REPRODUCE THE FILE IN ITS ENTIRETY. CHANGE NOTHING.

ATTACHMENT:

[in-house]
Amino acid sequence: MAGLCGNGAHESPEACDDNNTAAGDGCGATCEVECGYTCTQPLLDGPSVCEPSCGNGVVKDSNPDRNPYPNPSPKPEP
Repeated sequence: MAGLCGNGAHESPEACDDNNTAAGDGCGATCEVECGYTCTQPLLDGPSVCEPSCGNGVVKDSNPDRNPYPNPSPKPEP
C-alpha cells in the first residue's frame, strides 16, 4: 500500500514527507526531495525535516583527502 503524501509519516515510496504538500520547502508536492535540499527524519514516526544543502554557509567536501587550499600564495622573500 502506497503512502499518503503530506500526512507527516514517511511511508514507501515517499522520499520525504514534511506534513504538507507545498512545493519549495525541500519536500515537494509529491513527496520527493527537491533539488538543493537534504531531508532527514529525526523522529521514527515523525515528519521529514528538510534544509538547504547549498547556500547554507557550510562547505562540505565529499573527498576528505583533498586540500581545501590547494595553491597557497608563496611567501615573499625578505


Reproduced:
[in-house]
Amino acid sequence: MAGLCGNGAHESPEACDDNNTAAGDGCGATCEVECGYTCTQPLLDGPSVCEPSCGNGVVKDSNPDRNPYPNPSPKPEP
Repeated sequence: MAGLCGNGAHESPEACDDNNTAAGDGCGATCEVECGYTCTQPLLDGPSVCEPSCGNGVVKDSNPDRNPYPNPSPKPEP
C-alpha cells in the first residue's frame, strides 16, 4: 500500500514527507526531495525535516583527502 503524501509519516515510496504538500520547502508536492535540499527524519514516526544543502554557509567536501587550499600564495622573500 502506497503512502499518503503530506500526512507527516514517511511511508514507501515517499522520499520525504514534511506534513504538507507545498512545493519549495525541500519536500515537494509529491513527496520527493527537491533539488538543493537534504531531508532527514529525526523522529521514527515523525515528519521529514528538510534544509538547504547549498547556500547554507557550510562547505562540505565529499573527498576528505583533498586540500581545501590547494595553491597557497608563496611567501615573499625578505